need not be a barrier to reducing intergroup prejudice, if openness to interactions with members of other ethnic groups is also encouraged.
The final chapter, by Stuart Oskamp and James Jones, reports on a prestigious nationwide survey of programs directed at racial reconciliation. This survey was part of President Clinton's Initiative on Race, and it collected information about "promising practices for racial reconciliation" -- outstanding examples of both local community-based groups and national programs directed at improving racial and ethnic relations in the U.S. The report of the President's Initiative is not a scientific document, but it deserves attention and dissemination as a broad survey of the current status of practical, operating programs to improve race relations. Accordingly, this chapter summarizes facts about the programs described in the report, classifies them in various ways, and discusses their goals, the methods by which they aim to reach those goals, the psychological mechanisms apparently implied by their methods, and the degree to which their efforts have been professionally evaluated. Such community programs should profit from using the research findings and theoretical principles for reducing prejudice summarized in the present volume, and in turn their activities will provide new challenges to researchers to explain their effects and improve their procedures.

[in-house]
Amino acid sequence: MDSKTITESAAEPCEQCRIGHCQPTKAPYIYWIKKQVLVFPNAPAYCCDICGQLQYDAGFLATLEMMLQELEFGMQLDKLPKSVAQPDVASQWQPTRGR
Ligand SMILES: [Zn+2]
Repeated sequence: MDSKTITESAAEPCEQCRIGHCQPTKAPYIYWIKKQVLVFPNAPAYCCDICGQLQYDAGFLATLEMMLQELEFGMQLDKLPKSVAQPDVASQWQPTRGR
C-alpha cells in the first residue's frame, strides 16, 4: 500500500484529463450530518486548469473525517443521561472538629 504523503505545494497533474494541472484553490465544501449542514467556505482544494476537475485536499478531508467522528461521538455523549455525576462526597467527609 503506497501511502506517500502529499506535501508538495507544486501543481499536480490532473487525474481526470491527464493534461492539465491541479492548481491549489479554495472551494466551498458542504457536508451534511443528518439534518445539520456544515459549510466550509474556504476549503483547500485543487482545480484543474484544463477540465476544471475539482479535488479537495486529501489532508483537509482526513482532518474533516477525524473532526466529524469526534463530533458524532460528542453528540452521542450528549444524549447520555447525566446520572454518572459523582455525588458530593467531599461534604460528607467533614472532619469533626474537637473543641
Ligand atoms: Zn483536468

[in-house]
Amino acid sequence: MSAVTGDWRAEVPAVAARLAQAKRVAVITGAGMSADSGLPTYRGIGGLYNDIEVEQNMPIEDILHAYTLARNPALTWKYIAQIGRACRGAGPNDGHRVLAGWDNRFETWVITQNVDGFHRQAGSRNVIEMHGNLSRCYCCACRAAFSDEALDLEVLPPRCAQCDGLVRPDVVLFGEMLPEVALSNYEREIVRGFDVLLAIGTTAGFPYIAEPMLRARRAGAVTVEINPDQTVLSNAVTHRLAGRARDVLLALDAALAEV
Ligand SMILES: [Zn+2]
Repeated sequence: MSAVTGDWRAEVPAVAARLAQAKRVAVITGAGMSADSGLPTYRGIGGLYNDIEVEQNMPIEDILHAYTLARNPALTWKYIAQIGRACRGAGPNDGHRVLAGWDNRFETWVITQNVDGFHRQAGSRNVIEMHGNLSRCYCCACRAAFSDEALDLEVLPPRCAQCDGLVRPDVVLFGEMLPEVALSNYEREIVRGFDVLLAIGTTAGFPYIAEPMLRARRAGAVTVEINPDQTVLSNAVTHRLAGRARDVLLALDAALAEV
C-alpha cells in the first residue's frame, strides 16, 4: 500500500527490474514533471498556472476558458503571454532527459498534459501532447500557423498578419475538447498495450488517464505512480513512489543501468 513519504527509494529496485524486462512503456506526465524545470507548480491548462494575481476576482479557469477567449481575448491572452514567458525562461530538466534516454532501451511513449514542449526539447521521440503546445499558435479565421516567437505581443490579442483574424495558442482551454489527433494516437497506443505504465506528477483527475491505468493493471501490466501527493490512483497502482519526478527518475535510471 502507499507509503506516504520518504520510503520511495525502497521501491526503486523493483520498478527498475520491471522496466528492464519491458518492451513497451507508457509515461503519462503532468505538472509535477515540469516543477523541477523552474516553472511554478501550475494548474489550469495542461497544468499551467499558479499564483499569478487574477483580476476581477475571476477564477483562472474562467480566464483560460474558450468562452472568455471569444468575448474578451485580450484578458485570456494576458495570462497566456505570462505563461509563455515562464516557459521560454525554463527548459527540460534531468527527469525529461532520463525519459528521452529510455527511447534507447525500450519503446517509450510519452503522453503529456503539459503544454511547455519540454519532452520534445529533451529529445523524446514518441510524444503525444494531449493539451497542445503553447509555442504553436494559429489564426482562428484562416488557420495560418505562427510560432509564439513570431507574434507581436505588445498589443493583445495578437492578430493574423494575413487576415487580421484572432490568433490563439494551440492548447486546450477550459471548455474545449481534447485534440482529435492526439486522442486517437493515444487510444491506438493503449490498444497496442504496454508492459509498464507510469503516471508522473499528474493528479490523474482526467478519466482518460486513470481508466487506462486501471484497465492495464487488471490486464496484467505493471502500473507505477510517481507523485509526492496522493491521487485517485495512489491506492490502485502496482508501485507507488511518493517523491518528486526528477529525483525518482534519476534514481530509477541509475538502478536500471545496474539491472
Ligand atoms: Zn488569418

The theories and research findings summarized in this volume give ample evidence that there are many possible paths to reducing prejudice and discrimination between social groups -- and also that each path has potential pitfalls that must be avoided if prejudice-reduction efforts are to be successful. Though much meticulous research has been done in experimental laboratories, the full test of the efficacy of their findings is to apply them through careful intervention research in real-world intergroup situations and in community-wide programs. We need many more such applied studies in order to determine the value and the limits of our current theories of prejudice-reduction approaches. Toward this goal, the contributors to this volume hope that their efforts will lead to better methods and more far-reaching success in helping diverse social groups live together peacefully, productively, and pleasurably.